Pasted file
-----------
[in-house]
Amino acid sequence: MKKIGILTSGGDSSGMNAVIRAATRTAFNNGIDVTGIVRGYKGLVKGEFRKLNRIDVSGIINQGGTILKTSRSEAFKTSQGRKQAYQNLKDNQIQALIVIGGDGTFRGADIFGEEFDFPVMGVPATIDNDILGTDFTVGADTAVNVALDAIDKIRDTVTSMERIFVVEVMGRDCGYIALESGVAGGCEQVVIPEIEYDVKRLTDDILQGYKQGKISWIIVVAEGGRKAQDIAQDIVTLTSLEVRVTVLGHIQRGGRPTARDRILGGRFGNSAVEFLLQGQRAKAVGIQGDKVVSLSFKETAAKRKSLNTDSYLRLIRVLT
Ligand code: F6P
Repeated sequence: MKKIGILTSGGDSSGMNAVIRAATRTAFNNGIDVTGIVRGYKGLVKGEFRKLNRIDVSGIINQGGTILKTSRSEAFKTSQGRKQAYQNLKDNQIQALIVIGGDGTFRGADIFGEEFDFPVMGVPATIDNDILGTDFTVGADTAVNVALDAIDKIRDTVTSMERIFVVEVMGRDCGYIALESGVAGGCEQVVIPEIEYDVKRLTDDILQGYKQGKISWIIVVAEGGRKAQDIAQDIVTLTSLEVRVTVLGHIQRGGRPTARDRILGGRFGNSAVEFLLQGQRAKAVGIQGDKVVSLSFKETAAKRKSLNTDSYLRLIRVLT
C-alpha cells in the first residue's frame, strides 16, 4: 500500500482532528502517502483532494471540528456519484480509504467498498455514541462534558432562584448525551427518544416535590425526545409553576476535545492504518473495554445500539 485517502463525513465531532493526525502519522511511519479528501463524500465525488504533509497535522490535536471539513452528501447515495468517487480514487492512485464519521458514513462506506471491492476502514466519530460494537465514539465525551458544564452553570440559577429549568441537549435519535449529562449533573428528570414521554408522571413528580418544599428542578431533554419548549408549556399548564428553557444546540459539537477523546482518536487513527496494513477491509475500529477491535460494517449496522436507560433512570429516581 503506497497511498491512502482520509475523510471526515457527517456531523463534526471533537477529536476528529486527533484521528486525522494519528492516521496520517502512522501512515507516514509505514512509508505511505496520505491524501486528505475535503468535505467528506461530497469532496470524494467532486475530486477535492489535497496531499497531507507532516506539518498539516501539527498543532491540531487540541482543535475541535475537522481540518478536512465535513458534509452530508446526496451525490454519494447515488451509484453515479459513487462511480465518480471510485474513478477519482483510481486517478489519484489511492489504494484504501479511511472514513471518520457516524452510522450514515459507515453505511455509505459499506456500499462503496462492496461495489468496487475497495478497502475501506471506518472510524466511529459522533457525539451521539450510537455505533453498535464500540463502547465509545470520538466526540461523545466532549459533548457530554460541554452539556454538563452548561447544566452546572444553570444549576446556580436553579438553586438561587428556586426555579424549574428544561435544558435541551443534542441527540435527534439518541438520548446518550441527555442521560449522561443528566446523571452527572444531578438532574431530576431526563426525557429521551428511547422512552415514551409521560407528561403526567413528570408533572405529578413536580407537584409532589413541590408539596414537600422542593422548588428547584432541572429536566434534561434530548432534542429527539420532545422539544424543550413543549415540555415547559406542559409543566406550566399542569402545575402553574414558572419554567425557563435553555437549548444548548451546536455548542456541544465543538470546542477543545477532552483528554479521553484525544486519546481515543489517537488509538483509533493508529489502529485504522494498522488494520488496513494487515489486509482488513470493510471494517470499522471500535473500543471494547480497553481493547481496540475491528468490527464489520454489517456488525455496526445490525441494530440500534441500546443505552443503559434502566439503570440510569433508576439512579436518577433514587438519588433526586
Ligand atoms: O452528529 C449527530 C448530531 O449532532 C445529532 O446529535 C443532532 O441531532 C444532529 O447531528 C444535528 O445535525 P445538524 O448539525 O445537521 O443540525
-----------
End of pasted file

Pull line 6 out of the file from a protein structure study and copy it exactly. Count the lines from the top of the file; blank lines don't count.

Ligand atoms: O452528529 C449527530 C448530531 O449532532 C445529532 O446529535 C443532532 O441531532 C444532529 O447531528 C444535528 O445535525 P445538524 O448539525 O445537521 O443540525